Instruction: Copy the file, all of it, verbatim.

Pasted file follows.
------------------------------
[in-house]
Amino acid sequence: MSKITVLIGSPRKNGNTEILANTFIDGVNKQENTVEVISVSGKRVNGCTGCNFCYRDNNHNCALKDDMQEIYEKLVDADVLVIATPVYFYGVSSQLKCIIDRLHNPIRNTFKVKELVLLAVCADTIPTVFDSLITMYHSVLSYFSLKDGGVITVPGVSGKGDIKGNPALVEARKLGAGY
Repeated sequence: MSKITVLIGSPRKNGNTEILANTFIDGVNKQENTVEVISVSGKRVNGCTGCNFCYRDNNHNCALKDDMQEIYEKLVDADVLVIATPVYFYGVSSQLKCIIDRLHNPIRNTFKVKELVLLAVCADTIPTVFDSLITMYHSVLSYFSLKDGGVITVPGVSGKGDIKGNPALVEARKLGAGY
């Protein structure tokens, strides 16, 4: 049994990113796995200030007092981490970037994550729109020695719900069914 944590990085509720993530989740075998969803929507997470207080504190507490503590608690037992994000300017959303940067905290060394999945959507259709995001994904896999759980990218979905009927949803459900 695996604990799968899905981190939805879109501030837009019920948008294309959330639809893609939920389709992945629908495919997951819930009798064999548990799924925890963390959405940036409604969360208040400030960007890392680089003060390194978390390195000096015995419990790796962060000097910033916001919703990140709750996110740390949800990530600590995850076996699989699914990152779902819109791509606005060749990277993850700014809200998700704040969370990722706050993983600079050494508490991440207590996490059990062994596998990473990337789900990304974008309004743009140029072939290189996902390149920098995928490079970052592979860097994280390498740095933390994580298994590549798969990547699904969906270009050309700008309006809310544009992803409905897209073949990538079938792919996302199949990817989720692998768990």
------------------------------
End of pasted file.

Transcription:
[in-house]
Amino acid sequence: MSKITVLIGSPRKNGNTEILANTFIDGVNKQENTVEVISVSGKRVNGCTGCNFCYRDNNHNCALKDDMQEIYEKLVDADVLVIATPVYFYGVSSQLKCIIDRLHNPIRNTFKVKELVLLAVCADTIPTVFDSLITMYHSVLSYFSLKDGGVITVPGVSGKGDIKGNPALVEARKLGAGY
Repeated sequence: MSKITVLIGSPRKNGNTEILANTFIDGVNKQENTVEVISVSGKRVNGCTGCNFCYRDNNHNCALKDDMQEIYEKLVDADVLVIATPVYFYGVSSQLKCIIDRLHNPIRNTFKVKELVLLAVCADTIPTVFDSLITMYHSVLSYFSLKDGGVITVPGVSGKGDIKGNPALVEARKLGAGY
């Protein structure tokens, strides 16, 4: 049994990113796995200030007092981490970037994550729109020695719900069914 944590990085509720993530989740075998969803929507997470207080504190507490503590608690037992994000300017959303940067905290060394999945959507259709995001994904896999759980990218979905009927949803459900 695996604990799968899905981190939805879109501030837009019920948008294309959330639809893609939920389709992945629908495919997951819930009798064999548990799924925890963390959405940036409604969360208040400030960007890392680089003060390194978390390195000096015995419990790796962060000097910033916001919703990140709750996110740390949800990530600590995850076996699989699914990152779902819109791509606005060749990277993850700014809200998700704040969370990722706050993983600079050494508490991440207590996490059990062994596998990473990337789900990304974008309004743009140029072939290189996902390149920098995928490079970052592979860097994280390498740095933390994580298994590549798969990547699904969906270009050309700008309006809310544009992803409905897209073949990538079938792919996302199949990817989720692998768990």